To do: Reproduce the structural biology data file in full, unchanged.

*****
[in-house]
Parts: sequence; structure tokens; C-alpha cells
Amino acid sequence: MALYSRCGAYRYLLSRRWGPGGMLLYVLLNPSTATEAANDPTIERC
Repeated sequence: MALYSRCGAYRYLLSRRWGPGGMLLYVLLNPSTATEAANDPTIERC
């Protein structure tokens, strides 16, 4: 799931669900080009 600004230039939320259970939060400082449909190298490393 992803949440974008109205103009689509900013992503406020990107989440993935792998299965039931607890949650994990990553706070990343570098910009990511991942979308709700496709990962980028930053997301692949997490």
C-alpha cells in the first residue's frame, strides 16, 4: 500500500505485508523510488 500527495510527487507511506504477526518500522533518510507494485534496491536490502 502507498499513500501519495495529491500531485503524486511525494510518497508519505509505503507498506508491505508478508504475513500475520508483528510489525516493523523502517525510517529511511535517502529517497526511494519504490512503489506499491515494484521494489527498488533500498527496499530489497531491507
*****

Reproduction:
[in-house]
Parts: sequence; structure tokens; C-alpha cells
Amino acid sequence: MALYSRCGAYRYLLSRRWGPGGMLLYVLLNPSTATEAANDPTIERC
Repeated sequence: MALYSRCGAYRYLLSRRWGPGGMLLYVLLNPSTATEAANDPTIERC
């Protein structure tokens, strides 16, 4: 799931669900080009 600004230039939320259970939060400082449909190298490393 992803949440974008109205103009689509900013992503406020990107989440993935792998299965039931607890949650994990990553706070990343570098910009990511991942979308709700496709990962980028930053997301692949997490």
C-alpha cells in the first residue's frame, strides 16, 4: 500500500505485508523510488 500527495510527487507511506504477526518500522533518510507494485534496491536490502 502507498499513500501519495495529491500531485503524486511525494510518497508519505509505503507498506508491505508478508504475513500475520508483528510489525516493523523502517525510517529511511535517502529517497526511494519504490512503489506499491515494484521494489527498488533500498527496499530489497531491507